The album's success also awarded Amuro with numerous accolades and recognition. At the 38th Japan Record Awards, Amuro won the Grand Prix award—the highest honour of the ceremony—for her single "Don't Wanna Cry"; she was the youngest artist to be awarded this accolade. Additionally, she received the Excellence award for the single, and a Best Album achievement for Sweet 19 Blues.[61] At the 11th Japan Gold Disc Awards ceremony, Amuro was recognized as their top-selling and earning artist; she was also selected as the top five artists of the year. "Don't Wanna Cry" was chosen as one of the five best singles of 1996, and the singer's DVD "First Anniversary at Marine Stadium" was the voted the best music video.[62] Furthermore, Amuro was given the Music Award at the 33rd Golden Arrow Awards,[63] the Best Idol Performer at the 1st annual Idol Awards, and the Best Dresser statue for the female category.[64] In 2015, Japanese website Goo conducted a survey to find out which amongst Amuro's albums was viewed her best by the Japanese public; with over 1,600 votes in total, Sweet 19 Blue ranked first place.[65]

Track listing[edit]

Credits adapted from Oricon.[66]

No.TitleWriter(s)Producer(s)Length
1."Watch Your Step!!"Namie AmuroTetsuya Komuro0:04
2."Motion" Komuro0:51
3."Let's Do The Motion"
  • Komuro
  • Takahiro Maeda
Komuro4:08
4."Private"
  • Komuro
  • Takahiro Maeda
Komuro5:36
5."Ocean Way" (Interlude) Randy Waldman1:05
6."Don't Wanna Cry" (Eighteen's Summer Mix)
  • Komuro
  • Maeda
Komuro5:40
7."Rainy Dance"MaedaKubo3:43
8."Chase the Chance" (CC Mix)
  • Komuro
  • Maeda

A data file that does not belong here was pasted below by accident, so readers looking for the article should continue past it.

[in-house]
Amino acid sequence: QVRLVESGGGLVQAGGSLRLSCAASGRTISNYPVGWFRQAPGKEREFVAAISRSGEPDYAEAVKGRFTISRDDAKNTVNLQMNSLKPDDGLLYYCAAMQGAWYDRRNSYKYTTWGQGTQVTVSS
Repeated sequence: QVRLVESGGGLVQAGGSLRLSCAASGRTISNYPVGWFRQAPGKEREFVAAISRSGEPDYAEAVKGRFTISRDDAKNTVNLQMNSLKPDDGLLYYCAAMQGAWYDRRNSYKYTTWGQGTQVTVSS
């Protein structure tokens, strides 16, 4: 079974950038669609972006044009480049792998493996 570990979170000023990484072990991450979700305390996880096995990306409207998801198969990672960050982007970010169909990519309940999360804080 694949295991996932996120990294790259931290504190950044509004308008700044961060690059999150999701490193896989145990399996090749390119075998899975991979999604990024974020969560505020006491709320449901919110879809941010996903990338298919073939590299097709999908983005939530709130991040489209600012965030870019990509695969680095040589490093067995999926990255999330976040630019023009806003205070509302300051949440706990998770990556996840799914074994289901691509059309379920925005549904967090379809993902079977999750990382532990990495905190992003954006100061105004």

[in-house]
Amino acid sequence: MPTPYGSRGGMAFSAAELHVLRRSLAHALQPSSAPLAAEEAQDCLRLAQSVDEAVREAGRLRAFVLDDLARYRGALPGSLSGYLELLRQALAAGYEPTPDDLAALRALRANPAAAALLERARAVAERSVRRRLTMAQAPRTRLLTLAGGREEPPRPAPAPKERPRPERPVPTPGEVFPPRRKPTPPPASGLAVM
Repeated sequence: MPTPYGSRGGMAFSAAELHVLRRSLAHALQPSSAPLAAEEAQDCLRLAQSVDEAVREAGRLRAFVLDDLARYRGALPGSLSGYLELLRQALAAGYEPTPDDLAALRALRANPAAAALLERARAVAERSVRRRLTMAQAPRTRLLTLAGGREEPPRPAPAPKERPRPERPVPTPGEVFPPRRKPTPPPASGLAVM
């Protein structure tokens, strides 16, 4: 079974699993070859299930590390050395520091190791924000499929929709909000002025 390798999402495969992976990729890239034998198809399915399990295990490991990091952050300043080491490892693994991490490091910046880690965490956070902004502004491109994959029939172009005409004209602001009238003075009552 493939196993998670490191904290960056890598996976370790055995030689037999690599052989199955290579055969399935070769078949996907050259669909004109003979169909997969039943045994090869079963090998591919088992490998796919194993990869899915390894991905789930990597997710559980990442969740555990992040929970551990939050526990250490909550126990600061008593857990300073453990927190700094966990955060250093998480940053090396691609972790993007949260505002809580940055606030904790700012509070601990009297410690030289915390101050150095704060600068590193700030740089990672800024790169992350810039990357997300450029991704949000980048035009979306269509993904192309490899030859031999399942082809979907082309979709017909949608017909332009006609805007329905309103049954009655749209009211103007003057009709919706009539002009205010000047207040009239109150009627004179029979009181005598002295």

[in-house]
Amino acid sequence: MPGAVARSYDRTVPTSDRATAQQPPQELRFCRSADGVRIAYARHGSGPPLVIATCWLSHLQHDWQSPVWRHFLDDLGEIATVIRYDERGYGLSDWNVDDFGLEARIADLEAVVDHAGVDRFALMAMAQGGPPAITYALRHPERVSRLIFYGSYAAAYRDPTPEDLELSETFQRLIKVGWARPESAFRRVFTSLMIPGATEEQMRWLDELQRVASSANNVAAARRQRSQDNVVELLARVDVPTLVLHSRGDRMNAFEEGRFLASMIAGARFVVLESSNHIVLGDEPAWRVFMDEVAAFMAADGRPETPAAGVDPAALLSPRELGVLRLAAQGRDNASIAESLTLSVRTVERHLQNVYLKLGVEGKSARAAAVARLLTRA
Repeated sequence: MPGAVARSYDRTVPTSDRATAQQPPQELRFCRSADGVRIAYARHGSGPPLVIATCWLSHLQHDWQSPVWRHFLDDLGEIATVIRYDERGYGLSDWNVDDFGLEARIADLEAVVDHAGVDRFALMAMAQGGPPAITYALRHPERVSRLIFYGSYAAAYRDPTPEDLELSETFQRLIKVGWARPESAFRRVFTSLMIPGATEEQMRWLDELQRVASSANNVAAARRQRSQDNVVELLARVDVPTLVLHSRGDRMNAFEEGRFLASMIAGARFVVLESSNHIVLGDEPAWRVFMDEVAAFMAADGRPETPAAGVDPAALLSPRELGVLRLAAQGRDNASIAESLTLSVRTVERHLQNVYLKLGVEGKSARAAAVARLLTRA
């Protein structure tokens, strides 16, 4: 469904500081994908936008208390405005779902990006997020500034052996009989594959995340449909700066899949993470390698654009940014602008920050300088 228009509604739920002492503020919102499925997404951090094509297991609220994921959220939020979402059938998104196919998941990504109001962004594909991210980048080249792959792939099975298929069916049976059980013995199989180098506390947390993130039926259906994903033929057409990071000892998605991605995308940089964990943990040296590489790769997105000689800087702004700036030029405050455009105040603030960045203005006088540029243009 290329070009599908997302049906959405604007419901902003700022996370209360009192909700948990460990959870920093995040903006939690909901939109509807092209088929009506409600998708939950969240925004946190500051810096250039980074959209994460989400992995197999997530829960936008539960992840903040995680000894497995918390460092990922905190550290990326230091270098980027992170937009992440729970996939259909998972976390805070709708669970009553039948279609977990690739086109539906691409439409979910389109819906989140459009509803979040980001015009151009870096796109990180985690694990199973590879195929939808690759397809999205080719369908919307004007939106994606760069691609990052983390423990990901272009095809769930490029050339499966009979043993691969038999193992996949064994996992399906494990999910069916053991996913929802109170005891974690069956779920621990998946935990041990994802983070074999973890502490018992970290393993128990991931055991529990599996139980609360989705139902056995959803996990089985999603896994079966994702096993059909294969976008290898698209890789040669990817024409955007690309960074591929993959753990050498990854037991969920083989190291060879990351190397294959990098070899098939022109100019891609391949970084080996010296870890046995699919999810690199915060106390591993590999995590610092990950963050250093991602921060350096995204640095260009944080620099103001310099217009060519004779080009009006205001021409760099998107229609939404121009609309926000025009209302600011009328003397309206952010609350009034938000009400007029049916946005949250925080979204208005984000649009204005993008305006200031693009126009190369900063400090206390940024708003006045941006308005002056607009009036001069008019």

Komuro4:39
9."Joy" (Interlude)M.c.A・TTogashi1:20
10."I'll Jump"KomuroKomuro5:19
11."Scratch Voices" (Interlude)AmuroKomuro0:04
12."I Was a Fool"
  • Komuro
  • Maeda
Komuro4:37
13."Present"MaedaKubo4:36
14."Don't Wanna Cry (Symphonic Style)" (Interlude) Komuro1:24
15."You're My Sunshine" (Hollywood Mix)KomuroKomuro5:42
16."Body Feels Exit" (Latin House Mix)KomuroKomuro8:52
17."'77~" (Interlude) Kubo1:45
18."Sweet 19 Blues"KomuroKomuro5:39
19."...Soon Nineteen" (Interlude)KomuroKomuro1:52
Total length:66:46

Credits and personnel[edit]

Credits adapted from the CD liner notes of Sweet 19 Blues.[4]

Recording and management
Personnel
  • Namie Amuro – vocals, background vocals
  • m.c.A.T – vocals
  • Sheila E. – backing vocals, percussion
  • Joey Johnson – backing vocals
  • Lynn Mabry – background vocals
  • Ricky Nelson – background vocals
  • Tracey Whitney – background vocals
  • Valerie Williams – background vocals
  • Kinbara Chieko – strings
  • Cozy Kubo – producer, keyboard, synthesizer
  • Tetsuya Komuro – producer, backing vocals, keyboard, synthesizer
  • Kazuhiro Matsuo – guitar
  • Tatsuya Murayama – strings
  • Raphael Padilla – percussions
  • Michael Paulo – saxophone
  • Neil Stubenhaus – bass guitar
  • Michael Thompson – guitar
  • Keith Cohen – arranger, mixing
  • Akihiko Shimizu – vocal director
  • Itaru Hirama – photographer
  • Tycoon Graphics – art direction

Charts[edit]

Certifications and sales[edit]

Region Certification Certified units/Sales
Japan (RIAJ)[47] 3× Million 3,700,000[53][68]
Japan (RIAJ)
(Digital)
766[48]
Summaries
Asia
(Outside of Japan)
3,000,000[8][43][44]

*sales figures based on certification alone
^shipments figures based on certification alone

Notes[edit]

  1. ^ Although The Super Monkey's were credited on the record, none of the members were not recognized as vocalists. Technically, this is a remix album by Namie Amuro and The Super Monkey's, but was vocally credited towards Amuro.

References[edit]

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See also[edit]